First Impressions

The car took 25 minutes to arrive. And it didn’t arrive in front of the co-op, nor in the adjacent parking lot, but in a cul-de-sac one street over from the grocer. I had to walk to it, but the app provided directions as to where to meet the car, so I knew exactly where to go. Like other driving apps, Waymo said that it would wait five minutes before it left.

At times of heavy traffic, it might be nice to see a human rideshare driver recommend using a nearby cul-de-sac to prioritize safety and ease, but in a fast-paced city with impatient riders and folks who might be carrying a bit, I’m not shocked that some drivers might pull into the parking lot next door as there isn’t accessible parking in front of it. Getting that notification telling me exactly where to go, rather than me assuming where it would show up, was helpful. Not every human rideshare driver will give their passengers that kind of notice even if they don’t see places to park when getting there initially. A standard Lyft or Uber rider might then instead be searching for their car as time passes and get met with a cancellation fee if they can’t find it otherwise.

The car was parked curbside with a giant exterior light displaying my initials. It was a white Jaguar — a standard and a huge upgrade to the Honda Versas that rideshare drivers tend to show up in. Walking around the car, I noticed several cameras placed on both sides, as well as several within its interior. These are for safety matters, and Waymo’s user policy states that they are not using your data inside other than to assist with the driving of the vehicle.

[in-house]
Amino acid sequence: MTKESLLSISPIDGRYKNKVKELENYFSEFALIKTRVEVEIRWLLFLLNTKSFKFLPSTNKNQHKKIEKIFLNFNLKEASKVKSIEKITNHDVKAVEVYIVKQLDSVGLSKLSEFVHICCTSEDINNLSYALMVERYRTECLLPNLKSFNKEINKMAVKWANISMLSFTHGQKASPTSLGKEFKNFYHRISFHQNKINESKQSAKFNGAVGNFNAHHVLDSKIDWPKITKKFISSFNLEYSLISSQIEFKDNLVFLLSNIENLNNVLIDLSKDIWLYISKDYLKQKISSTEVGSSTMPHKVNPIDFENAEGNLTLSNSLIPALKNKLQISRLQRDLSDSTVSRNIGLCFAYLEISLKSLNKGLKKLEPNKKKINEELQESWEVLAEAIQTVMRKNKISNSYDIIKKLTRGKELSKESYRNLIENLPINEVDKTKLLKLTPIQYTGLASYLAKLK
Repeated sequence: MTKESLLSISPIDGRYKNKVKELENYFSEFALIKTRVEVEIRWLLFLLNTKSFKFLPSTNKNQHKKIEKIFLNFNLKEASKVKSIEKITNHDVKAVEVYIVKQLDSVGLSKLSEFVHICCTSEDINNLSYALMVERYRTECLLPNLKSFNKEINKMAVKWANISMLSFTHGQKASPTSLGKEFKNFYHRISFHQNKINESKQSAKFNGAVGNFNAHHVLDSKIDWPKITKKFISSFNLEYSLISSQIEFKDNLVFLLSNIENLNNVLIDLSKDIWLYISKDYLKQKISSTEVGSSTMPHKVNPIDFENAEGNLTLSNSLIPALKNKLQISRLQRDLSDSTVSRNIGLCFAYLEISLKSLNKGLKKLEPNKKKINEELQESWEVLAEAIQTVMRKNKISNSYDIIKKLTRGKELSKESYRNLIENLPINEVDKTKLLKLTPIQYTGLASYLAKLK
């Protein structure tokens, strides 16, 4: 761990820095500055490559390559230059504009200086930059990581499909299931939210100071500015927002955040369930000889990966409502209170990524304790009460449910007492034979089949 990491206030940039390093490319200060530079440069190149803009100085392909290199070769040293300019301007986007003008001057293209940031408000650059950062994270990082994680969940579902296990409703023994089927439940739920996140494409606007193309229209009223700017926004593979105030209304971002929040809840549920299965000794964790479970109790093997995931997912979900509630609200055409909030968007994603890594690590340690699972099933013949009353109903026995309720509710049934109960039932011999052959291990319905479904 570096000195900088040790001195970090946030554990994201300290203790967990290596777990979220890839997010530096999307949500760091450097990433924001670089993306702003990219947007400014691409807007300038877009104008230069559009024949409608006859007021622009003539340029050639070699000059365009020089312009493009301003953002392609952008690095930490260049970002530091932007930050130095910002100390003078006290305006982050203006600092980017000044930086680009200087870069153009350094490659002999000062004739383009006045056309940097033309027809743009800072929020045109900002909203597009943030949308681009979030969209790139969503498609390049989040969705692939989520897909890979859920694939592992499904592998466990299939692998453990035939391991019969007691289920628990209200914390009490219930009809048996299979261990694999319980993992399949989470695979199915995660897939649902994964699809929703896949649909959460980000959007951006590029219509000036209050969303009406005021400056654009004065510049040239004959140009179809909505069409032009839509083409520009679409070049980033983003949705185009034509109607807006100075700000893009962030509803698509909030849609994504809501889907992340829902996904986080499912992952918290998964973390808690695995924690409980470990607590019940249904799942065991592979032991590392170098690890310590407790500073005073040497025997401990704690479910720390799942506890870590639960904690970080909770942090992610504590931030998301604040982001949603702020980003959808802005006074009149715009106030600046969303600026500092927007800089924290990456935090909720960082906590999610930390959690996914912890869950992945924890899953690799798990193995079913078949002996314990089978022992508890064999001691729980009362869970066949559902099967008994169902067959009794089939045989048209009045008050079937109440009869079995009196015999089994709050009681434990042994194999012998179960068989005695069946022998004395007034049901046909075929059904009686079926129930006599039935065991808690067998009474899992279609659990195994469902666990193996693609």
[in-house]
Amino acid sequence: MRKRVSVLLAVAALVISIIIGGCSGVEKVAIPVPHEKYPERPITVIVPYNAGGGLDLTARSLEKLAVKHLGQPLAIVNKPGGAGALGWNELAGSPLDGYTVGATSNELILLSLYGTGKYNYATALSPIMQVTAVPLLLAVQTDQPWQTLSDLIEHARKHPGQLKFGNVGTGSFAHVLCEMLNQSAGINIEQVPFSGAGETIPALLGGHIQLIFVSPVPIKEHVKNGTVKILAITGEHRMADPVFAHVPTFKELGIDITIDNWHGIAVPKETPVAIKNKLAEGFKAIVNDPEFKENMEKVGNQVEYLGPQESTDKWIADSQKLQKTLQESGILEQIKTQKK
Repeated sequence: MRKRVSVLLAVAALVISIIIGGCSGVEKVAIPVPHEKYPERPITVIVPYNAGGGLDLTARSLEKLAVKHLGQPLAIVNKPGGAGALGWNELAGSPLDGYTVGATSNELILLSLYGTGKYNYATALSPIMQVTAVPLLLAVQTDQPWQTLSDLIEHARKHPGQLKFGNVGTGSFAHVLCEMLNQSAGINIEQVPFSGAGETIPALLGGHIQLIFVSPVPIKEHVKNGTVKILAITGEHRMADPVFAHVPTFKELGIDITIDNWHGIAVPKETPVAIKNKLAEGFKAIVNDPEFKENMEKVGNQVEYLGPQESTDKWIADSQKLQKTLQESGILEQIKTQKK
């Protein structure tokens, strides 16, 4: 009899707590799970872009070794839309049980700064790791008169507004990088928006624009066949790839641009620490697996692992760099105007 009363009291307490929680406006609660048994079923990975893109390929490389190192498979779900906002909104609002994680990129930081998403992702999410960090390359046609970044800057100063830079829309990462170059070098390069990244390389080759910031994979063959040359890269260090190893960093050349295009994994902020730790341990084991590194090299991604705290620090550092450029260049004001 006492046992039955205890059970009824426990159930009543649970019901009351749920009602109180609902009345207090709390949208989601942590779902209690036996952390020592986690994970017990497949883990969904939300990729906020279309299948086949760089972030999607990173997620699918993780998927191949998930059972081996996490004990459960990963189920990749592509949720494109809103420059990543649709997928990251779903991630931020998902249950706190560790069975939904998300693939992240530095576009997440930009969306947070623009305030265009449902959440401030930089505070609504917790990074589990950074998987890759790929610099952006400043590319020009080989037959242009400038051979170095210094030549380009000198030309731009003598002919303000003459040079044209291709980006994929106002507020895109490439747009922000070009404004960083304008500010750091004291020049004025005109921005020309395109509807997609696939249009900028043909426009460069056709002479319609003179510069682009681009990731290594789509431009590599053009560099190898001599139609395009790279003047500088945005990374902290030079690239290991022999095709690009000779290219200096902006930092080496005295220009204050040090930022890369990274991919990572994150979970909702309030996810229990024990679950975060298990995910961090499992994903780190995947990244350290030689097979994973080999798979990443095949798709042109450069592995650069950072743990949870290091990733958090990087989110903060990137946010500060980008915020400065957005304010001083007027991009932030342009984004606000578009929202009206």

Starting the Ride

It's the rider's choice whether you want to sit in the front or the back — with screens and audio welcoming you. The vehicle stated my first name, announced my destination and informed me to buckle my seatbelt before the ride started. These screens are also used throughout the ride for necessary communication (if a safety issue arises), entertainment and real-time navigation views. I got in, confirmed my destination on the screen located on a panel located in the middle of both the back and center console areas, buckled up and was on my way to The Last Bookstore, an independent bookstore in downtown Los Angeles.